Notes on Parenting

Insights for parenting babies, toddlers, teens, and young adults.

Wednesday, May 12, 2010

Some Tips to Help Stop the Whining

Lately I have wondered if it could be possible to die from overexposure to whining. When my two daughters start in with the whining, my jaw tightens, my head hurts, and I become extremely irritated in a big hurry. Sometimes when things get real bad, I may even start whining myself. You may have guessed it, but whining back to a whining child is not an effective coping strategy. So what can be done to nip this problem in the bud? I researched the answer and here's what I found:

  • Let your child know that you will not listen to their request until they can talk in their normal voice to you. Model how you would like them to speak.

  • Never give into whining, or your child will continue to use it because he will see it gets him what he wants.

  • Check in on your listening skills. Is your child whining because you are not listening until they whine? Your child may be asking politely the first couple of times and then may begin whining when she sees that she is not getting your attention.

  • If you feel that you have dealt with the whining in a positive manner, and your child continues to overuse it, take a look at changes in family routines or at how attentive you have been to your child lately. Your child may use whining when he is feeling a lack of connection with you. If you feel this may be the case, set aside some time where you can focus solely on your child.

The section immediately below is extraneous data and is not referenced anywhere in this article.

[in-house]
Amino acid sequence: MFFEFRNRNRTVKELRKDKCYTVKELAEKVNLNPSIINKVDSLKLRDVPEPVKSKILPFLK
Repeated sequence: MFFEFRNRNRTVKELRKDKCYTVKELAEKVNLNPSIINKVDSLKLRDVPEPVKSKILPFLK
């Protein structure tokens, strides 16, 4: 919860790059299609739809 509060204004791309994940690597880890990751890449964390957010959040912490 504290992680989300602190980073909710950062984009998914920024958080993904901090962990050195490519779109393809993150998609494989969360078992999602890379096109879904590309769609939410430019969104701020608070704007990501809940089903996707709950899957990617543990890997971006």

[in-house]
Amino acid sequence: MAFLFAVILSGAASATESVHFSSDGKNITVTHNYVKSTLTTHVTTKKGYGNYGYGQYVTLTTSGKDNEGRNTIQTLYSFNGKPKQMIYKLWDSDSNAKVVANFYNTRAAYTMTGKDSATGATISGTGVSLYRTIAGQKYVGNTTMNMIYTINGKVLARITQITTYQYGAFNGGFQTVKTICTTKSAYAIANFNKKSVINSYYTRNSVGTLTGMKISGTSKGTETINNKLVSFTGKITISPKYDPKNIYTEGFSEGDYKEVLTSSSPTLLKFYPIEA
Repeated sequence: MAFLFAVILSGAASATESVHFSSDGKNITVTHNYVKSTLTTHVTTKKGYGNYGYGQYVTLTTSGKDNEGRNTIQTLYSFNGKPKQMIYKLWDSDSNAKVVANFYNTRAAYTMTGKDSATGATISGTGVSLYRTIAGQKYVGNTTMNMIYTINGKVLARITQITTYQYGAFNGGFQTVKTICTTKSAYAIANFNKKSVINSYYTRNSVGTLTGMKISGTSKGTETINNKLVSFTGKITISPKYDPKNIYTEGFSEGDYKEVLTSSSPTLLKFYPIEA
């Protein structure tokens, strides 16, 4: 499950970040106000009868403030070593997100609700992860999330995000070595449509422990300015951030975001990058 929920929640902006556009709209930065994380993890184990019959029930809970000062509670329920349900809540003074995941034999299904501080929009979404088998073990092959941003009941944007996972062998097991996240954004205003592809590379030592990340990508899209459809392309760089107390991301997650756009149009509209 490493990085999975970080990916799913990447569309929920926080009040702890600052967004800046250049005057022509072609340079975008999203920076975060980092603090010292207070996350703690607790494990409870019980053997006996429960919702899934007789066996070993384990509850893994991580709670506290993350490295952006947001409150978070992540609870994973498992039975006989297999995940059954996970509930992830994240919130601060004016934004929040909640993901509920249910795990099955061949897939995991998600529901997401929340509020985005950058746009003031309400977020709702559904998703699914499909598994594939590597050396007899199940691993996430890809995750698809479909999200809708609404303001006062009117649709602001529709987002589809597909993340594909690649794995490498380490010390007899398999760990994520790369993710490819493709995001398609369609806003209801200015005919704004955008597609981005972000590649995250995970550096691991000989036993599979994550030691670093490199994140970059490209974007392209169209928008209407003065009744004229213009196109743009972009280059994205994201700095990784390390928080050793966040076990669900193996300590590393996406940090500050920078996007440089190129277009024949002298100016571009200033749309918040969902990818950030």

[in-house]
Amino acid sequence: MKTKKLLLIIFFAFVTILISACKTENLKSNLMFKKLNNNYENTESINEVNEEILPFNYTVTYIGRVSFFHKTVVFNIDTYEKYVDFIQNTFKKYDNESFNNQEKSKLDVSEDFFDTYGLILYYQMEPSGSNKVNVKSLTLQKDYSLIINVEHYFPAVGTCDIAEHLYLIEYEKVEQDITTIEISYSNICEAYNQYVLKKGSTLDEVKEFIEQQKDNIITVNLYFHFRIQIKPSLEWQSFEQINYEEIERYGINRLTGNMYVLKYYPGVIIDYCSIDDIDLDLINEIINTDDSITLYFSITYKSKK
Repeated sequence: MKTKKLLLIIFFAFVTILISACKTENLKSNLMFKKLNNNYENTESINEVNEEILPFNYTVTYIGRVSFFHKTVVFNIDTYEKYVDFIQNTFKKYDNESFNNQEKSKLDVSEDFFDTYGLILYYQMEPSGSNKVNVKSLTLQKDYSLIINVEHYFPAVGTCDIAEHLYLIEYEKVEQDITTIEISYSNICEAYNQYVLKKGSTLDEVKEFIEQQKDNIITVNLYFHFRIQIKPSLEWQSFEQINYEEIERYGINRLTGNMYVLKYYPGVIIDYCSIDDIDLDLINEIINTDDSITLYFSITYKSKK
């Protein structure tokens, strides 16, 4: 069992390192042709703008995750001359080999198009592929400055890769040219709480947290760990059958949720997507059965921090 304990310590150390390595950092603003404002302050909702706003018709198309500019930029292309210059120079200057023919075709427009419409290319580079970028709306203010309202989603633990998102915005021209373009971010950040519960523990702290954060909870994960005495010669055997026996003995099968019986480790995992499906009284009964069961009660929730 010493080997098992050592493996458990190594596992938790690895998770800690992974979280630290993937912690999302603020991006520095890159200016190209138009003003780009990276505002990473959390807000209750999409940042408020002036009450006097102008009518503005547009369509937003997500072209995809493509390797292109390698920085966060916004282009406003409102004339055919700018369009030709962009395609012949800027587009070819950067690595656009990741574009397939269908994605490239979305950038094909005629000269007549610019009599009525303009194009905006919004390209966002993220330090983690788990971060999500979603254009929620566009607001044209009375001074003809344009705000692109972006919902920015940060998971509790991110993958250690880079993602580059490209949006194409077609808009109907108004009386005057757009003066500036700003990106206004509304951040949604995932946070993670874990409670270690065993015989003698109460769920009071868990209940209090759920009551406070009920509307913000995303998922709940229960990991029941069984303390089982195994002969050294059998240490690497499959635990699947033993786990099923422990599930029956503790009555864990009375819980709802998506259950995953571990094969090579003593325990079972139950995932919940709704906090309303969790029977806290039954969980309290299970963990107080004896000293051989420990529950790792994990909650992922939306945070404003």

• If your older children are whining, tell them that you will not listen to whining, but you would be happy to read it if they write down what is bothering them.

  • Set up no-whine zones. Tell the children they may whine in their bedrooms if they would like to continue whining. For older children, you could even fine them when they whine in the no-whine zones.

  • Expect whining when you change a child's routine, keeping them up later than normal or spending a lot of time on the road. Set up expectations before you enter situations that are not part of the normal routine.

Hopefully these suggestions offer some guidance in this area because inevitably parents will deal with whining. As you do deal with whining, remember these tactics and remember that your child is not trying to be intentionally annoying; they are usually just trying to be heard.

Please share your comments on what has worked in your homes to stop the whining.

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